Oh ho, this is thrilling, thrilling stuff. Quite possibly the best thing I've made all week, all month! Just you wait. You'll be so excited! I just know it.
Remember those chocolate bouchons from Thomas Keller that I made last month? The ones that turned out too salty, inedibly salty, really? Oh, you were all so sweetly sympathetic. And then remember the comments on those bouchons? Specifically, the one from David that told me to turn lemons into lemonade, or rather, salty chocolate bouchons into bread pudding?
Well, I heeded his instructions and I am so glad I did. Because out of those salty chocolate cakelets and a simple little custard came a dessert so delicious and fantastic that you will be compelled - compelled, I tell you! - to make it over and over and over again. I swear. I think you'll even find yourself making oversalted chocolate bouchons on purpose. Just so that you have a reason to make this. I know I will.
Oh, oh, it is so good. Hall-of-fame good. Laminate-this-recipe-I-beseech-you good.
So you've baked a batch of bouchons and have tried one or two just to make sure that I'm not entirely insane and that the bouchons are in fact unpleasantly salty. You should take six of them and cut them into chunks. Mine were frozen for a month and then defrosted the day before I made the bread pudding, so they were ever so faintly stale. This is a good thing! You put the chunks in a 2-quart souffle dish, along with a handful of pitted prunes that you've chopped as well.
If you're really cunning, you could soak the prunes in some rum before adding them, liquor and all, to the pudding dish, but my prunes were soft enough, and, in any case, I thought of this trick after it was too late. Instead, I added the splash of rum to the whole milk boiling up on the stove, along with a fillip of vanilla extract and a cinnamon stick. While this infuses, you whisk together sugar and eggs, then pour the hot milk into the eggs and whisk furiously so the eggs don't cook, before dumping the custard over the bouchon chunks and sliding the dish into a preheated oven.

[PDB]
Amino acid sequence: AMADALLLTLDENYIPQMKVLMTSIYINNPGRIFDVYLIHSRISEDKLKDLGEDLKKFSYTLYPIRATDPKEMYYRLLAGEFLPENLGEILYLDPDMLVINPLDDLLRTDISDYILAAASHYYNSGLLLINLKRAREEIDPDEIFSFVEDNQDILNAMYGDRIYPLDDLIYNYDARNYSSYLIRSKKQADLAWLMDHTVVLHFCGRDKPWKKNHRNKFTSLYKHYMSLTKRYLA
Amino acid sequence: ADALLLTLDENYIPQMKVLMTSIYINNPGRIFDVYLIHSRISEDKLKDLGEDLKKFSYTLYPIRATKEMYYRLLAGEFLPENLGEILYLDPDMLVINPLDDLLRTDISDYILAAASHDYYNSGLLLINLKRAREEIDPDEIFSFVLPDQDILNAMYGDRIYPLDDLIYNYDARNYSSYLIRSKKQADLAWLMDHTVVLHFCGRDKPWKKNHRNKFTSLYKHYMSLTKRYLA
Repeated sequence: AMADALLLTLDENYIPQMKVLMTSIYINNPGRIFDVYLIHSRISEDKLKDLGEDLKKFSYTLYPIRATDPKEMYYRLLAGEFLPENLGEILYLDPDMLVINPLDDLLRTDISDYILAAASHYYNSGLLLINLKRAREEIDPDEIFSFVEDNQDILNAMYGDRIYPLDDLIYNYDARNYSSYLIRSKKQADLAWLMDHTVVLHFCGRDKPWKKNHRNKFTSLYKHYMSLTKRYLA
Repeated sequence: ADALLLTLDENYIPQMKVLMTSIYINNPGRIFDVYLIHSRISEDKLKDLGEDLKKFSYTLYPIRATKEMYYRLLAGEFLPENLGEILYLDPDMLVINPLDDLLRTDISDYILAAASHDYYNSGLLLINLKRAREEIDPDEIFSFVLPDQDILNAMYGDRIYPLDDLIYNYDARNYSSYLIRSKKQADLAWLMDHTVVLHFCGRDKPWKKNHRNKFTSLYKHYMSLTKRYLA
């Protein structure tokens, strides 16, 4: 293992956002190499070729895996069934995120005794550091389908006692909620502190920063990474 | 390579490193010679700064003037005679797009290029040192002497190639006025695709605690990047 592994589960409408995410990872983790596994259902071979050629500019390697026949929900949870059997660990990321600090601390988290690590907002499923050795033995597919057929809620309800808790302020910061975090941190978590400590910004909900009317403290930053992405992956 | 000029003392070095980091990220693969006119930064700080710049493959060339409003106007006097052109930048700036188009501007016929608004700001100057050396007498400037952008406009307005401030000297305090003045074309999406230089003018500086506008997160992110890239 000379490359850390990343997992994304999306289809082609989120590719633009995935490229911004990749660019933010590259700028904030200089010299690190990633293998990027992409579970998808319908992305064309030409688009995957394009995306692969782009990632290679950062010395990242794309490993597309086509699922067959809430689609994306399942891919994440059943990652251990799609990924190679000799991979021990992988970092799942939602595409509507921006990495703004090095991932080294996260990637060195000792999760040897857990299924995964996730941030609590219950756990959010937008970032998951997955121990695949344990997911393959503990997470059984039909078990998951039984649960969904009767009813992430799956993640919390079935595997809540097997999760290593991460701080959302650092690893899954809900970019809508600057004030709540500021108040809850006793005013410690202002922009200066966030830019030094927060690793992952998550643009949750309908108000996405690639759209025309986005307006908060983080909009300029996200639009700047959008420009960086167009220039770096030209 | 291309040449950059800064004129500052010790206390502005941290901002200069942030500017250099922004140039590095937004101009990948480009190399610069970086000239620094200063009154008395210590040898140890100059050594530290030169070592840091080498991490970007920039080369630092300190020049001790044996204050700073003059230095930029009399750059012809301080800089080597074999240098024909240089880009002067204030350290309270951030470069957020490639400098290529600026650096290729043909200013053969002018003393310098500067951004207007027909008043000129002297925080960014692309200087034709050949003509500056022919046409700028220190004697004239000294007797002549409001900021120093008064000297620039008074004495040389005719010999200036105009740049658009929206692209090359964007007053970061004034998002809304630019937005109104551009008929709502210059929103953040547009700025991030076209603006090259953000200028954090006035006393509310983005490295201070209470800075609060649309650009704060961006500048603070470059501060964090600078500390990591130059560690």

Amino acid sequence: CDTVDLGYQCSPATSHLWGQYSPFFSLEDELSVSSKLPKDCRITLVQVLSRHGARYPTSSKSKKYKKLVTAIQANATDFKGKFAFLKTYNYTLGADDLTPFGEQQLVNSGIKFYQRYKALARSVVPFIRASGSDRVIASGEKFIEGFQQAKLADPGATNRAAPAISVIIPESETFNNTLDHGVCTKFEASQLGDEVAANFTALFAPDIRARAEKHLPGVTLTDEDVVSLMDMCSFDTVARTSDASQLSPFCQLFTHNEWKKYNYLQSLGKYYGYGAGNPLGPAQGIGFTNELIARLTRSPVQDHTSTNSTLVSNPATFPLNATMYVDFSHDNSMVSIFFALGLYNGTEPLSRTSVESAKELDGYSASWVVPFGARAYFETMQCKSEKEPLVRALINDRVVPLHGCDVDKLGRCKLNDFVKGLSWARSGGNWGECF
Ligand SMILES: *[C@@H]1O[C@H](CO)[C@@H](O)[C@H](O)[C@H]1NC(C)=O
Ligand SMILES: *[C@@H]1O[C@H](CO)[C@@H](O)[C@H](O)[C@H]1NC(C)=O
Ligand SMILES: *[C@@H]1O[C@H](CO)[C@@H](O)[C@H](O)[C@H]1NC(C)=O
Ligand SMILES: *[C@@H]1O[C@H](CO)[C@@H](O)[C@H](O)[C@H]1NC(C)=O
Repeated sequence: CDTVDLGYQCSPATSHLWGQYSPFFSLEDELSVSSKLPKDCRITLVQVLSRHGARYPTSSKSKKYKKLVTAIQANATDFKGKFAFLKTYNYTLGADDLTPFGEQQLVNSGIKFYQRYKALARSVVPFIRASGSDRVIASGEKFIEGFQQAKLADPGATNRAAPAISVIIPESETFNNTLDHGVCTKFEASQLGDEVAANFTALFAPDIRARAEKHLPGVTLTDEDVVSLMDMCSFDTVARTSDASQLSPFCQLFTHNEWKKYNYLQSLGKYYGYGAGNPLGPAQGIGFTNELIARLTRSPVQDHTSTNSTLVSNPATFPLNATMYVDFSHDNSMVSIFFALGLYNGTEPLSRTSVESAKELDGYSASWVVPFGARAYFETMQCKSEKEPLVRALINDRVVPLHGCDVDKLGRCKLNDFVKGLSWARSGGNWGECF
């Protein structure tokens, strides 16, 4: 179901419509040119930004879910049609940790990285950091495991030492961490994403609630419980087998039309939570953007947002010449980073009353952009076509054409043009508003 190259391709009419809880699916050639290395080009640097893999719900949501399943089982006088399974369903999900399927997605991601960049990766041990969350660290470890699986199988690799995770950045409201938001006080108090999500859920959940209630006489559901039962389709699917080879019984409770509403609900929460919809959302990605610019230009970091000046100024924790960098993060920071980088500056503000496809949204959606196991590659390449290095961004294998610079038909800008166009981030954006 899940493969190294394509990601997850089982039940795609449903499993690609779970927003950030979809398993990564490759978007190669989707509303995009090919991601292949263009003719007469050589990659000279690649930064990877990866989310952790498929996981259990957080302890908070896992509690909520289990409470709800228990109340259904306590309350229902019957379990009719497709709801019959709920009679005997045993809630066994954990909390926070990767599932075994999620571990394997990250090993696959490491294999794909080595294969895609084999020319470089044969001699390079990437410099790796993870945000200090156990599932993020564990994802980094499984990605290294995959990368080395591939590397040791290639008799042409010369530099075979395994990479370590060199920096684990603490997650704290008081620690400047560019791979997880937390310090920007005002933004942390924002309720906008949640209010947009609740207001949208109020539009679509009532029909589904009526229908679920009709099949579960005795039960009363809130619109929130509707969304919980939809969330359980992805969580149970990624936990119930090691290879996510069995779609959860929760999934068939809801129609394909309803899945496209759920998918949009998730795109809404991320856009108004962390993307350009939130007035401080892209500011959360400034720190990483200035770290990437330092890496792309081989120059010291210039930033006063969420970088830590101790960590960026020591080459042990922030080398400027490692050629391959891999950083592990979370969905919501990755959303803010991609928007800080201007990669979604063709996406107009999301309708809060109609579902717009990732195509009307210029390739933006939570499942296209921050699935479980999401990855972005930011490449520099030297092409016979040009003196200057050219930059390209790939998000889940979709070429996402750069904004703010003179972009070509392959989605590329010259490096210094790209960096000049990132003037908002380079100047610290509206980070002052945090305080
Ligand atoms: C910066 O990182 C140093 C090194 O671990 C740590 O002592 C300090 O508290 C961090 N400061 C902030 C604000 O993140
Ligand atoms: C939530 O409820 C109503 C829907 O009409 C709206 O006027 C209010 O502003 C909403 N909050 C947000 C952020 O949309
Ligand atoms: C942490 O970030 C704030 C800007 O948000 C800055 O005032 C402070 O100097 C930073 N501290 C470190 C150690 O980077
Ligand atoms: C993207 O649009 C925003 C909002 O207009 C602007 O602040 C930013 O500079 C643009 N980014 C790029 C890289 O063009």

This bakes for a while until the custard is set and the pudding has risen deliciously and the house is filled with the scent of baking chocolate and your salivary glands are feeling somewhat strained and put-upon. Can't you satiate them already?
Pull the souffle dish out of the oven, let it cool as long as possible, then scoop out portions onto small plates and - this is Important Stuff, mind you - serve the warm pudding with a small spoonful of vanilla ice cream so that it melts gently around each dark, quivery spoonful.
I tell you, you will be floored, simply floored, by how good this is. I could wax on for days about the perfection of combining prunes and chocolate, but you've got so many other lovely things going on here as well, texturally and flavor-wise. Silky custard, light-as-air cakelets, an air of sophistication and nuance from the rum, the prunes, the cinnamon, the dark chocolate, and then, the creamy cap of vanilla ice cream.
The whole thing? A dessert for the ages. Thank goodness for salty chocolate cakes and the ingenuity of a certain Parisian expat pastry chef. I'm thoroughly depressed that there aren't any leftovers.
Chocolate Bouchon Pudding
Serves 6 to 8
6 chocolate bouchons (see recipe here)
12 pitted prunes
2 cups whole milk
2-3 tablespoons rum
1 small cinnamon stick
1 teaspoon vanilla extract
3 large eggs
1/2 cup sugar
1. Preheat the oven to 325 degrees. Cut up the bouchons into chunks and put them in a 2-quart round souffle dish. Add the pitted prunes, cut into chunks. Mix well.
2. Put the milk, cinnamon stick, vanilla extract and rum into a saucepan. Heat the mixture over medium heat until it comes to a boil. Turn off the flame and let the milk infuse for 20 minutes. In the meantime, whisk together the eggs and sugar in a large bowl.
3. After the milk has infused, bring it back to a boil, discard the cinnamon stick, and then turn off the heat. Using a whisk, pour the hot milk in a thin, slow stream into the bowl of eggs and sugar, whisking all the while. Then pour the bowl of hot custard evenly over the souffle dish of bouchon chunks and prunes.
4. Put the dish into the oven and bake for an hour, or until the custard has set. Let it cool for a bit, then serve warm with good-quality vanilla ice cream.